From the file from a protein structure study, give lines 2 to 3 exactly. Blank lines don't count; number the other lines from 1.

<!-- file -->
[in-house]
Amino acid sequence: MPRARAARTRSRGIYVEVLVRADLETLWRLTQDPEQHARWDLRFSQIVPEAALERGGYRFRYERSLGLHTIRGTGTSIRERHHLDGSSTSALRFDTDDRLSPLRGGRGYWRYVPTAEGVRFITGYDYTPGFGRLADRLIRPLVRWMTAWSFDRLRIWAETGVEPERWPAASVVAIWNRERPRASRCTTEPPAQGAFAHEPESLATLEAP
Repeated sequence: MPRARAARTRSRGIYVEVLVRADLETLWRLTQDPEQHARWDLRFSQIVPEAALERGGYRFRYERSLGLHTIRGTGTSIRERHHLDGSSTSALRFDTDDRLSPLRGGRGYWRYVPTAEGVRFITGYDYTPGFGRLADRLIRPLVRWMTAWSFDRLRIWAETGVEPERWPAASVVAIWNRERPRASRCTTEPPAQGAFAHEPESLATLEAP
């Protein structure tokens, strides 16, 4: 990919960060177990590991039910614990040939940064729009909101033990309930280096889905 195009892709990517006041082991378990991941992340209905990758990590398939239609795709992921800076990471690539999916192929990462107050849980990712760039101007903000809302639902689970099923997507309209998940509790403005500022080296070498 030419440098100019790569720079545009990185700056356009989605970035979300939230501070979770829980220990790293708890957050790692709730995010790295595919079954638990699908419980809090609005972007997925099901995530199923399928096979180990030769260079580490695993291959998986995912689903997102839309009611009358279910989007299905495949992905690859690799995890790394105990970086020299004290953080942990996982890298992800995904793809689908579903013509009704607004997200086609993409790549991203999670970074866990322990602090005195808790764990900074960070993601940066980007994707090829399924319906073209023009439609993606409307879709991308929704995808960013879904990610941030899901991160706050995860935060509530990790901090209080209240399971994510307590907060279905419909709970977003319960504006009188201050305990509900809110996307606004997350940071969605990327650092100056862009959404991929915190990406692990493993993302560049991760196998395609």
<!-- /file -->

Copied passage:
Amino acid sequence: MPRARAARTRSRGIYVEVLVRADLETLWRLTQDPEQHARWDLRFSQIVPEAALERGGYRFRYERSLGLHTIRGTGTSIRERHHLDGSSTSALRFDTDDRLSPLRGGRGYWRYVPTAEGVRFITGYDYTPGFGRLADRLIRPLVRWMTAWSFDRLRIWAETGVEPERWPAASVVAIWNRERPRASRCTTEPPAQGAFAHEPESLATLEAP
Repeated sequence: MPRARAARTRSRGIYVEVLVRADLETLWRLTQDPEQHARWDLRFSQIVPEAALERGGYRFRYERSLGLHTIRGTGTSIRERHHLDGSSTSALRFDTDDRLSPLRGGRGYWRYVPTAEGVRFITGYDYTPGFGRLADRLIRPLVRWMTAWSFDRLRIWAETGVEPERWPAASVVAIWNRERPRASRCTTEPPAQGAFAHEPESLATLEAP